Q and A
How are you guaranteeing that there will be a Contest next year?
We have updated the rules of the Eurovision Song Contest so that, should it be necessary, we are able to make modifications to the format of the shows and the organization of the event that would allow the Contest to still take place despite restrictions imposed on us by a now unknown scenario. The old rules did not permit this.
What sort of changes do you envisage?
It is currently too early to speculate on different scenarios that we could be faced with, and any changes that might need to be made, next year or in the future. It is of course our preference that we are able to come back with a Contest as we know and love it, in a packed arena with fans and delegations.
What has changed in the rules regarding the use of backing vocals at the Eurovision Song Contest?
In previous years, all vocals at the Contest had to be performed live on stage by the lead singer and by any optional backing singers, whether on or off camera. Whilst the lead vocalist, and any accompanying vocal support (Lead Dubs) must still perform live on stage, we are now giving broadcasters the option to include backing vocals on the musical backing track used in the performance by all delegations.
Who made the decision?
The decision was agreed by the Eurovision Song Contest Reference Group, the Contest’s governing board and was approved by the EBU Television Committee. Both bodies are comprised of representatives of participating EBU Member broadcasters.
Why did you decide to make the change?
We believe allowing backing vocals to be pre-recorded increases the creative potential and diversity of acts and facilitates modernization of the Eurovision Song Contest. It also allows songwriters and producers to present their work as close as possible to their original composition. The change also provides the flexibility for participating broadcasters to minimize the size of their delegations, thus saving costs.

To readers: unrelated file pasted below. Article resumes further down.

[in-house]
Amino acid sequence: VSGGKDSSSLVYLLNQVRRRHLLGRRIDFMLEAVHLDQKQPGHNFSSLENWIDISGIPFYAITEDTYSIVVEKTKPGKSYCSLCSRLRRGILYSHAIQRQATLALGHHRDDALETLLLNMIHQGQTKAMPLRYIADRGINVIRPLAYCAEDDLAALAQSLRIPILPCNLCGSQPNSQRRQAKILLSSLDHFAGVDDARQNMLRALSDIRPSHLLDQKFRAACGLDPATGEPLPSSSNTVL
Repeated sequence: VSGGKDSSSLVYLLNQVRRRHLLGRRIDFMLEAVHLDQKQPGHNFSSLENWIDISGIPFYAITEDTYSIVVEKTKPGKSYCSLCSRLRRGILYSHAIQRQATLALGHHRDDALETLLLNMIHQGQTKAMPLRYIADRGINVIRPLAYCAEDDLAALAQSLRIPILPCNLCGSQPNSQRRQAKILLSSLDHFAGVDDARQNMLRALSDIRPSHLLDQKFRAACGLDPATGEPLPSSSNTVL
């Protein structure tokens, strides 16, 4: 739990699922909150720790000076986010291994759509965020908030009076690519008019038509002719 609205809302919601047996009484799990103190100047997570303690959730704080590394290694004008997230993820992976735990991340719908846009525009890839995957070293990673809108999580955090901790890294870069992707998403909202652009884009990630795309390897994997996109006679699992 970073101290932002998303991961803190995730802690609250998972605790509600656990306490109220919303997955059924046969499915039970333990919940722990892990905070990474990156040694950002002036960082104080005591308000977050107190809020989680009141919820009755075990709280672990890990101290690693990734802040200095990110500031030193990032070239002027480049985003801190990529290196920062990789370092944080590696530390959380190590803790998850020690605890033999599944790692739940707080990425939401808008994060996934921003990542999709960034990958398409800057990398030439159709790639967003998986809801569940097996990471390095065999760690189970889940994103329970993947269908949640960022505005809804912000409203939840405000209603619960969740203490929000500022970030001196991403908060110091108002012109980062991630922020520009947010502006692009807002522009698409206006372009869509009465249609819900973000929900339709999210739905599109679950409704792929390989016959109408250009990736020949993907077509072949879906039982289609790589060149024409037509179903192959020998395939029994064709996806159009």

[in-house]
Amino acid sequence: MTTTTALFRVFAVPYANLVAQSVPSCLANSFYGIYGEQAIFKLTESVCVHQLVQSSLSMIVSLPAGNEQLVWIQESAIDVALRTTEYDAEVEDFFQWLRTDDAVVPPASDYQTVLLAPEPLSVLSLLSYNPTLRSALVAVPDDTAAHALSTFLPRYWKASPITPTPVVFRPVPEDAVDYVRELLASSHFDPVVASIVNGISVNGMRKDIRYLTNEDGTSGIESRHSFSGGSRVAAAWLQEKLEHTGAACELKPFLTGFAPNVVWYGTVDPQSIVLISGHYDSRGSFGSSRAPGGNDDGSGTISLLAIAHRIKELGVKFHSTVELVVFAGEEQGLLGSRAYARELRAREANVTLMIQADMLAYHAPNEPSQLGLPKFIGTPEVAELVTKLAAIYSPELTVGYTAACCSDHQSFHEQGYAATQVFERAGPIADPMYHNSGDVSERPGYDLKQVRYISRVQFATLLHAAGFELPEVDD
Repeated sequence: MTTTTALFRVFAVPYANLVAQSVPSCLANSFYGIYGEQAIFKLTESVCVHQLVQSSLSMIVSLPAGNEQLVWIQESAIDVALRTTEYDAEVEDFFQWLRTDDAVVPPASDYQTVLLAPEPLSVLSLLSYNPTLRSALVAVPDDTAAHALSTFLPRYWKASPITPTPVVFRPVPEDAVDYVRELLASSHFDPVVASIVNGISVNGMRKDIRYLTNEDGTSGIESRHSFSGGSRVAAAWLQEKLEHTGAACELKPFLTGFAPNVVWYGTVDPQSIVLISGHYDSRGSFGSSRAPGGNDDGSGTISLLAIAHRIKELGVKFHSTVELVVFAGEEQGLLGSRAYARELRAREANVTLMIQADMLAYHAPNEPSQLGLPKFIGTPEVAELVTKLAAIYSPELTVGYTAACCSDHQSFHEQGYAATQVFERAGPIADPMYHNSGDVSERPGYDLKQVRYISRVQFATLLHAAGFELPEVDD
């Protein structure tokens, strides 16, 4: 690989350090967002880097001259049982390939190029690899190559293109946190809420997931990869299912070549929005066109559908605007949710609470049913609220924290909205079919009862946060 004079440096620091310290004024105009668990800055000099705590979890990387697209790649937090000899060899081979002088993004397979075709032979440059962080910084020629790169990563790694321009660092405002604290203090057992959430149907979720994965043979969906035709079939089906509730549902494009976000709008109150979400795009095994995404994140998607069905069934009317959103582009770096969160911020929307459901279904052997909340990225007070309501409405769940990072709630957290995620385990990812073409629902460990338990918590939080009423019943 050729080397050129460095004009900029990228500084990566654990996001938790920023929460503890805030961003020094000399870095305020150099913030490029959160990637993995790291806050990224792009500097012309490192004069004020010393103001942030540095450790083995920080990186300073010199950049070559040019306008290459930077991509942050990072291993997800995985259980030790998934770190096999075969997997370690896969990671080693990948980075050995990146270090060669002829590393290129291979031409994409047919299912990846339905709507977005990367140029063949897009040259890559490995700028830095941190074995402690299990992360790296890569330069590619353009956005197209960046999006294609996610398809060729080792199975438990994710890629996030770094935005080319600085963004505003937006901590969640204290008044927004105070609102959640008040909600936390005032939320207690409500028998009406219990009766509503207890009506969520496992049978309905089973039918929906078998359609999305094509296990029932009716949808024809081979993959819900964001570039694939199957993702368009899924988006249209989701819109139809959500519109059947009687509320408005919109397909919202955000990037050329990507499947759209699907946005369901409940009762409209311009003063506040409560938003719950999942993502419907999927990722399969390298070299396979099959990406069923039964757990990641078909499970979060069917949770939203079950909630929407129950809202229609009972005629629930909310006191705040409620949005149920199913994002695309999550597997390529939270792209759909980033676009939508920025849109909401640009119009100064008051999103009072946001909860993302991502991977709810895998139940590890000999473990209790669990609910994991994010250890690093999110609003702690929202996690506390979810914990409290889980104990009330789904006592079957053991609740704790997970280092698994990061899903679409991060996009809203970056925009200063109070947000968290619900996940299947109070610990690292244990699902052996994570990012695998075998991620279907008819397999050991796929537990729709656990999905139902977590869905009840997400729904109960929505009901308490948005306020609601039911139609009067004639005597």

Permitting recorded backing vocals also contributes to reducing the technical burden and costs for the host broadcaster as well. This all contributes to the sustainability of the Contest in our new reality.
Will a delegation still be able to use live backing singers?
Yes. The use of recorded backing vocals is entirely optional. Each delegation can choose to use backing singers, whether on or off stage. A combination of live and recorded backing vocals is also allowed.
In the event of contingency measures restricting the numbers of participants travelling and or performing on stage, backing tracks may have to be amended to include all backing vocals required.
Are there requirements for the content of the backing track?
The backing track cannot contain Lead Vocals, Lead Dubs and/or any other vocals that would have the effect of, or aim at, replacing or unduly assisting the Lead Vocals during the live performance on stage.
Can a song be performed with live and recorded backing vocals?
Yes. A song can be performed with a combination of live and recorded backing vocals if preferred. The eventual combination of backing vocals on track and stage shall be mixed together by the sound technicians at the event.
Will there be a limit on the number of backing singers that can be recorded on a backing track?
No. In the interests of creativity, and in line with modern production techniques, there is no limit on how many backing singers can be recorded, or on the number of voices that can be replicated, on a backing track. This freedom is afforded to all delegations.
Is the rule change permanent?
No, The ESC Reference Group agreed to trial the rule change for one year. As with all the rules for the Eurovision Song Contest it will be reviewed following next year’s event.